Earlier today, President Trump signed the Paycheck Protection Flexibility Act (“PPFA”), making certain changes to the Paycheck Protection Program enacted as part of the Coronavirus Aid, Relief, and Economic Security (“CARES”) Act in March. Section 4 of the PPFA amends Section 2302(a) of the CARES Act to delete section 2302(a)(3). Accordingly, employers who obtain forgiveness of a Paycheck Protection Program (“PPP”) loan may now defer all employer social security tax deposits that would otherwise be required to be deposited before January 1, 2020.
Under Section 2302 of the CARES Act, employers may significantly defer the deposit of the employer share of social security taxes (but not Medicare taxes). Specifically, all employer social security taxes otherwise required to be deposited between the date of enactment and December 31, 2020, are not required to be deposited on the normal deposit schedule. Instead, half of such taxes would be required to be deposited by December 31, 2021. The remaining deferred social security taxes would be required to be deposited by December 31, 2022. However, Section 2302(a)(3) of the CARES Act precluded an employer who obtains forgiveness of a PPP loan from taking advantage of the employer social security tax deferral. The IRS issued FAQs that clarified that an employer that obtains a PPP loan may defer the deposit of employer social security tax up until such time as the employer is notified that some or all of the PPP loan will be forgiven. After enactment of the PPFA, this prohibition will no longer apply and PPP loan recipients will be able to take advantage of the deferral without regard to whether the employer has a PPP loan forgiven.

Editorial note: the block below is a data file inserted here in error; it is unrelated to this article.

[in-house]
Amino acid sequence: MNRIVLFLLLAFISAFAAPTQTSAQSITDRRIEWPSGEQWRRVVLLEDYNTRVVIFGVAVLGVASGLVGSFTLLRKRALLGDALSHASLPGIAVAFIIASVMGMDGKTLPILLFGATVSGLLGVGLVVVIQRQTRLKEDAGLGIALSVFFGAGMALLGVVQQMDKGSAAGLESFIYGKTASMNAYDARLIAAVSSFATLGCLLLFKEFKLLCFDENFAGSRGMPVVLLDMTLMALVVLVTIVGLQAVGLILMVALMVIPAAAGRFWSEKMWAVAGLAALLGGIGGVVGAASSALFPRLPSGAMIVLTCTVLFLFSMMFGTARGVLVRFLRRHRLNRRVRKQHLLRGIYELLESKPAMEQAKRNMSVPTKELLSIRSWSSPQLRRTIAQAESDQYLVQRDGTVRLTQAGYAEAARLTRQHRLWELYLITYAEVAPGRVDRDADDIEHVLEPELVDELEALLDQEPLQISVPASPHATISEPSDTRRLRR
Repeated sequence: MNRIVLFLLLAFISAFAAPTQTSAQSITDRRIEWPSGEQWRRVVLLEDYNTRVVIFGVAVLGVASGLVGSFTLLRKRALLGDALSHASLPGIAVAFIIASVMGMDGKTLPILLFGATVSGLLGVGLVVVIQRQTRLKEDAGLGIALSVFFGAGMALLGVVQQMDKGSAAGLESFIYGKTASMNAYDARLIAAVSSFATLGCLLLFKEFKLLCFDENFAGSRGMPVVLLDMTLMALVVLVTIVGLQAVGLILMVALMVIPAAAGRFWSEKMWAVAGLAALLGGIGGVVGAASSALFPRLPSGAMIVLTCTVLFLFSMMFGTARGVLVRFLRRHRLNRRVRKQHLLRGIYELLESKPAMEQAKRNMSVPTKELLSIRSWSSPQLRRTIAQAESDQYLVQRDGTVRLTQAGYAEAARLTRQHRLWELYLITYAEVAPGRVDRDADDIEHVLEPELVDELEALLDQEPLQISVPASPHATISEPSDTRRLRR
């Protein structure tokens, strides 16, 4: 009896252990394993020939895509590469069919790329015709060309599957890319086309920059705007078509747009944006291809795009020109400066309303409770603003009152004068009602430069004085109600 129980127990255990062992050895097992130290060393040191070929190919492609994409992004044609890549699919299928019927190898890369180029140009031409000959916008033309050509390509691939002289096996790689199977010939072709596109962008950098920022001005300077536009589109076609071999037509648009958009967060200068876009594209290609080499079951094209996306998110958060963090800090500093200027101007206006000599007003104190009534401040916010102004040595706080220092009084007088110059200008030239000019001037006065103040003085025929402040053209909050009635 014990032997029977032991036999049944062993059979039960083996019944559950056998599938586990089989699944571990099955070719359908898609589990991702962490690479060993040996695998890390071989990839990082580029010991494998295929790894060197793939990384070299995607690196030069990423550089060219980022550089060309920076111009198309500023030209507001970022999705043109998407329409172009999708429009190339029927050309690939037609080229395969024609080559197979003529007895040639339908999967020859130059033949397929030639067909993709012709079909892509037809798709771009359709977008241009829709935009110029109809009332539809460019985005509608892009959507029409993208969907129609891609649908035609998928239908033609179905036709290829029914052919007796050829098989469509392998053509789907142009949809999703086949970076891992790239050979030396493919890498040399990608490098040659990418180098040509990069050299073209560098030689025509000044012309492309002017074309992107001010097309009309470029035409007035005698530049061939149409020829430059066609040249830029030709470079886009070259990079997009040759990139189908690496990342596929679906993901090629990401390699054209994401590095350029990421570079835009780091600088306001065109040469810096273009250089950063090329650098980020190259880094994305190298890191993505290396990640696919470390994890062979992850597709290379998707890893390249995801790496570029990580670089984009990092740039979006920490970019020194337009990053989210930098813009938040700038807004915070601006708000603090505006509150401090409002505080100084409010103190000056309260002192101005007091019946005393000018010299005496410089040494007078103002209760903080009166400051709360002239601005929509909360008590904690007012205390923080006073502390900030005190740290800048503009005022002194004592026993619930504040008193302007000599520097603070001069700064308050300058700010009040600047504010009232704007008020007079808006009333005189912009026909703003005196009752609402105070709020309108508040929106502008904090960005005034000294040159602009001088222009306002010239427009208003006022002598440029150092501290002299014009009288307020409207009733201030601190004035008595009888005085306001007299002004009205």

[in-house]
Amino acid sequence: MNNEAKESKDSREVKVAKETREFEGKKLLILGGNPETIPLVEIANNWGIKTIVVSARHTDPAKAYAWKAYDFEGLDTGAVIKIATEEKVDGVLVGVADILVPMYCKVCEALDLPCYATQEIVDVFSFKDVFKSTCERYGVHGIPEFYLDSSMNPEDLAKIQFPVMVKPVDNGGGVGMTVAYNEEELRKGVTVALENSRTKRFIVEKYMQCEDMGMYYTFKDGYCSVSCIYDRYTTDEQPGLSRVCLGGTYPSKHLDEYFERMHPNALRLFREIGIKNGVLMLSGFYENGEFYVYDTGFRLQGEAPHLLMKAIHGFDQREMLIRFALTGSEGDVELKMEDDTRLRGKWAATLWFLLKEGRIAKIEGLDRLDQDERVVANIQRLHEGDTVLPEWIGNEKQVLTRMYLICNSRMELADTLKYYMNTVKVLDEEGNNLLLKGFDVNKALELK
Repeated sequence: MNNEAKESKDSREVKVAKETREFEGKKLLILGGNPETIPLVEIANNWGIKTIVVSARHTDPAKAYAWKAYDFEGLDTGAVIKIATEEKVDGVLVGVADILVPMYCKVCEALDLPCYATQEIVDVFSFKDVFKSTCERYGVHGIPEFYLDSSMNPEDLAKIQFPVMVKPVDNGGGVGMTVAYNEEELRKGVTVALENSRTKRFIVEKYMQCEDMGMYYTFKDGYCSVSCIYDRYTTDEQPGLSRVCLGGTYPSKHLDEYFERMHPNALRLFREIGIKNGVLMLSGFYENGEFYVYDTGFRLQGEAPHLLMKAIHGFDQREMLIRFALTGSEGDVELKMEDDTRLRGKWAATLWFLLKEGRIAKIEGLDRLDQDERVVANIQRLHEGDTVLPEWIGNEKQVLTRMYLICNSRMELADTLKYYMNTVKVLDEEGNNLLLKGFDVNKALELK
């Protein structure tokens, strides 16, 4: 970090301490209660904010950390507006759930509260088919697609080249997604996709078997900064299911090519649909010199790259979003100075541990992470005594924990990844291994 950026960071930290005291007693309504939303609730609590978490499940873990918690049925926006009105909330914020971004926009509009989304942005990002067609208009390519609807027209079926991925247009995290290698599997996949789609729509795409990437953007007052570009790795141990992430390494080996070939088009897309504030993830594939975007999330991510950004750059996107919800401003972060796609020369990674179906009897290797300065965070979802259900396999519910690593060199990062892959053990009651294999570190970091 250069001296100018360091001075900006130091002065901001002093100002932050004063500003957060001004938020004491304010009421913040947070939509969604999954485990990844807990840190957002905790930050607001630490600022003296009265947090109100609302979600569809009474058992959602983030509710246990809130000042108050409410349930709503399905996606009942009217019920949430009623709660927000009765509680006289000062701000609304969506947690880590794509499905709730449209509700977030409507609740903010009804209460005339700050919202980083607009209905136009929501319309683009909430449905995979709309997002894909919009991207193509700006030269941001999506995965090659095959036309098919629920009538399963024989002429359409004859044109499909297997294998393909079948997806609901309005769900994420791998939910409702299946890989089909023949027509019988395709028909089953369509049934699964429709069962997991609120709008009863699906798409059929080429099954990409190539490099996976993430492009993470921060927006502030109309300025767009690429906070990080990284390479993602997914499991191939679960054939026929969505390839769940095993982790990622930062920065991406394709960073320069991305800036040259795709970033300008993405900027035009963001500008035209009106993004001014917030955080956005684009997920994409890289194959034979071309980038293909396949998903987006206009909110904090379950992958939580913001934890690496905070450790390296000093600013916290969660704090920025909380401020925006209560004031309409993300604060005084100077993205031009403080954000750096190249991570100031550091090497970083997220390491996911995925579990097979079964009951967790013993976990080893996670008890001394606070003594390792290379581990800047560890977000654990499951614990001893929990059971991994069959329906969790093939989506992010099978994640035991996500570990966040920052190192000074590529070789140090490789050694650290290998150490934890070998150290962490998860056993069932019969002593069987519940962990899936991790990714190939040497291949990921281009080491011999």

For more information regarding the changes that the PPFA made to the PPP, visit Inside Government Contracts.